I suspect that the road shown as NV-839 in Google Maps is a Nevada Department of Transportation aspiration, but at least it's a good-quality dirt road.
Here's something we'd seen from afar when we first started down the road and saw a pair of dark, straight shapes across the valley. It's the The Don A. Campbell Geothermal plant, as seen with Lisa's telephoto lens. Based on what I found searching online, this plant generates somewhere around 20 MW, which is sold to the Los Angeles Department of Water and Power.
Here's a video that Lisa took over one stretch of the road (we've put the approximate location in the video's description). While there were a few rough patches, there were others where I could get up as fast as 40 MPH, although that felt like I was going twice that speed. Most of the time, the best I could manage was about 25 MPH.
This sad little memorial shows how excessive speed can be deadly. We were not in a hurry, but I did want to get off this road and back to "civilization" before nightfall.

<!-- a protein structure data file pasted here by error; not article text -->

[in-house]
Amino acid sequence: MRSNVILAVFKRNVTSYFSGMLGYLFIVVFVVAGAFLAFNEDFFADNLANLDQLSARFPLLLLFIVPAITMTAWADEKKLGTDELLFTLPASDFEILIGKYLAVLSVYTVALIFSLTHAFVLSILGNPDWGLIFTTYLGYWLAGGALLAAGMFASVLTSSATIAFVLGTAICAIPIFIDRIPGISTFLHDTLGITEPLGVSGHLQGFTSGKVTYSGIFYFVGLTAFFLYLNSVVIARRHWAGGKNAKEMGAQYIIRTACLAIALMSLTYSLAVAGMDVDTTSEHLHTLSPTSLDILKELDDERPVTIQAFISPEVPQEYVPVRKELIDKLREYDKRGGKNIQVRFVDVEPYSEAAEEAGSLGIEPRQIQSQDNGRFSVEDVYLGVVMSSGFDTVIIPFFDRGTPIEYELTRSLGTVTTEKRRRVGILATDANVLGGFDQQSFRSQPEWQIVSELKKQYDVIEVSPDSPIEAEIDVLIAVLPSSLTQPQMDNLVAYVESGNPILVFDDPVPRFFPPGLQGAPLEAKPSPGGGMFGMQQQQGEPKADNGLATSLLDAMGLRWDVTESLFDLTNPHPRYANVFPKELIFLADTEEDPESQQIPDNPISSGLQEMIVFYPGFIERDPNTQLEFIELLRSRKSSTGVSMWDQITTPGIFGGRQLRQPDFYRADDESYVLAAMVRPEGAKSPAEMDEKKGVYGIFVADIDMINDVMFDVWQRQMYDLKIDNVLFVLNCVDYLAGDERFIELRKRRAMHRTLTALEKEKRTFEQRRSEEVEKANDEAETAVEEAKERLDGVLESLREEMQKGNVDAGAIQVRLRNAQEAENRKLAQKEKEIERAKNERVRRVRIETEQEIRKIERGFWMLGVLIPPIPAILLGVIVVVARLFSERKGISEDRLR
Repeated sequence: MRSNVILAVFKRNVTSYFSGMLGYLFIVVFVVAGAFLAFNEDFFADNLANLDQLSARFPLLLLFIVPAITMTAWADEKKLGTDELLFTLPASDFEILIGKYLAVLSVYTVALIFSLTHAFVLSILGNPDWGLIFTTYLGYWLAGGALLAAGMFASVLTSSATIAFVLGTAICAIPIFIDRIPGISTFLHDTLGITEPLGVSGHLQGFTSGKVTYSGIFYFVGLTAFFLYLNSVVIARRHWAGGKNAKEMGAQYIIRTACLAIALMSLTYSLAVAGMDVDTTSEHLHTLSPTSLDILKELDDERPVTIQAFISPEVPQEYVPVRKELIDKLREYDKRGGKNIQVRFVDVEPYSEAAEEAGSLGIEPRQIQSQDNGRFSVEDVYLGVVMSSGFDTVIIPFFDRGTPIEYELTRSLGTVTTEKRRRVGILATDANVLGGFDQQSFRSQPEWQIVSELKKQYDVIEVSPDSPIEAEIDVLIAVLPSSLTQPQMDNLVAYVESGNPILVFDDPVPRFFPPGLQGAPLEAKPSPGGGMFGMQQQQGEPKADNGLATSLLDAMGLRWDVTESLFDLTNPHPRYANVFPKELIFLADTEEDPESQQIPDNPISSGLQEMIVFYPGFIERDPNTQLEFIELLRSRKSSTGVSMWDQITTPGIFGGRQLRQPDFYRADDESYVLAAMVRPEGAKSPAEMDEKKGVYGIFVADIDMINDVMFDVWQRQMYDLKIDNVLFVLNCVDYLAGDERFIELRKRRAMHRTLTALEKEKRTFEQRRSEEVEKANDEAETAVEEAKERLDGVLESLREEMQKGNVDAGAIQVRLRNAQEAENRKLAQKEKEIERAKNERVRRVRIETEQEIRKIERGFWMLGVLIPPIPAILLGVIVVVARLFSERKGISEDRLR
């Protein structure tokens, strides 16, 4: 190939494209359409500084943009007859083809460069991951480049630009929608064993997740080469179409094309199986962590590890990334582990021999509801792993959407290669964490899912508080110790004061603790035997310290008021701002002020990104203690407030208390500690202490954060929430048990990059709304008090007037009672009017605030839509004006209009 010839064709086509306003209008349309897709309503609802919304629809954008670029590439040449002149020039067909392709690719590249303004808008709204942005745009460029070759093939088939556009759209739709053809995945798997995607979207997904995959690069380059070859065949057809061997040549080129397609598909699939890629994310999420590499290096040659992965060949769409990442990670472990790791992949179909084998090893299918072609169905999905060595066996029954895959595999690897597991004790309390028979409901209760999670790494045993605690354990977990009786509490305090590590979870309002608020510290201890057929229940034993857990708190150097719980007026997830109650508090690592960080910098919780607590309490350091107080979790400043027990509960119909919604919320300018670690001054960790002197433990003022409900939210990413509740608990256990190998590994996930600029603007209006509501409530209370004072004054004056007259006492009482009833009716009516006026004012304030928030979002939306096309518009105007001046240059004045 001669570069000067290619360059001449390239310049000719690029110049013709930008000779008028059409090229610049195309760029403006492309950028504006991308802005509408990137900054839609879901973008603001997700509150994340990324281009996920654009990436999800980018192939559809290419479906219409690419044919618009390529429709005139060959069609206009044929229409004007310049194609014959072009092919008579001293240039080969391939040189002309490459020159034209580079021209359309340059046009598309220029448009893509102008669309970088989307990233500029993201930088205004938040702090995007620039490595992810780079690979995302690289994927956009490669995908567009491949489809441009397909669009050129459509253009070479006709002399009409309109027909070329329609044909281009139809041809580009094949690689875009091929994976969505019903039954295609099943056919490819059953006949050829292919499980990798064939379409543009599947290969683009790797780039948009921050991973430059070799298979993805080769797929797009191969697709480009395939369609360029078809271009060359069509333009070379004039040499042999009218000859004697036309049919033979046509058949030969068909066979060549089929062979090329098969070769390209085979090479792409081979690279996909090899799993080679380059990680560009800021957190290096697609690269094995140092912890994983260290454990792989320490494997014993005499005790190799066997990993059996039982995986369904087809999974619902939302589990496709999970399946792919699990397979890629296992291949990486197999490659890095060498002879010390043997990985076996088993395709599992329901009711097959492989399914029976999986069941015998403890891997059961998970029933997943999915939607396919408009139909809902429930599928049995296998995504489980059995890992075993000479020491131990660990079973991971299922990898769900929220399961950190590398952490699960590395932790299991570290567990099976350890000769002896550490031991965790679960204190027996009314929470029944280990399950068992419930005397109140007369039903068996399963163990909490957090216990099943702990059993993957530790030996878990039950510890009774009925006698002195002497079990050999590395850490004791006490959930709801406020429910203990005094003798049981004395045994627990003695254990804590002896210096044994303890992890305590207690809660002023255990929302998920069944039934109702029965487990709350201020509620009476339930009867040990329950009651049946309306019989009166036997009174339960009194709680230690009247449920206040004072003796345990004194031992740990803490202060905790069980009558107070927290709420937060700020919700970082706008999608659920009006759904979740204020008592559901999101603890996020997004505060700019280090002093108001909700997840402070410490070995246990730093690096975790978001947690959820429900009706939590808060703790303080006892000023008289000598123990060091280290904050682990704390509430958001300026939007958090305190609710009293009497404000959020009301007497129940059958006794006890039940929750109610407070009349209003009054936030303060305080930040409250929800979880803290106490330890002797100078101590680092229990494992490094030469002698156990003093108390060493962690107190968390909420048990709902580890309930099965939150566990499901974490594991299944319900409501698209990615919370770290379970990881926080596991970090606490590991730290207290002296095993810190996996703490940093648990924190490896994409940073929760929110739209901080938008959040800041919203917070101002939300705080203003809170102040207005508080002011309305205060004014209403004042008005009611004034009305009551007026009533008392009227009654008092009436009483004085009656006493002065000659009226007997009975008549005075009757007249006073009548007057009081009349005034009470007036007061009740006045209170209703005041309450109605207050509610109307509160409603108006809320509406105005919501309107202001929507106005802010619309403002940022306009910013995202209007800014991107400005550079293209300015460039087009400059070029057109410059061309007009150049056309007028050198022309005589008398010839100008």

About two hours after we left Shoal Road, we headed into Ryan Canyon and a fairly steep descent. I kept the van in 2nd gear and drifted down toward Hawthorne.
There's Hawthorne in the distance.
And here's part of the Hawthorne Army Depot, a weapons-storage site.
That's a piece of Walker Lake from an angle I've never seen it before.
At the foot of the canyon the pavement restarts at this railroad crossing, and according to Google Maps, the name changes to Thorne Road. Just after we crossed here, we met the first vehicle we'd seen (aside from a couple of trucks parked off the road) since just before we left the pavement about 35 mi / 55 km and two hours north of here.
To the south of the crossing is the small Thorne Yard and the end of the line. The railroad here (former Union Pacific, former Southern Pacific, former Carson & Colorado) once continued on to Mina (hence the remaining line is called the Mina Subdivision by the UP) with narrow-gauge lines that once snaked their way over the mountains into the Owens Valley and down as far as Keeler. The standard-gauge SP line connected to the Tonopah & Goldfield Railroad, which served both towns, and at Goldfield you could once make connections to Las Vegas. Yes, you once could ride the rails from Reno to Las Vegas via Tonopah.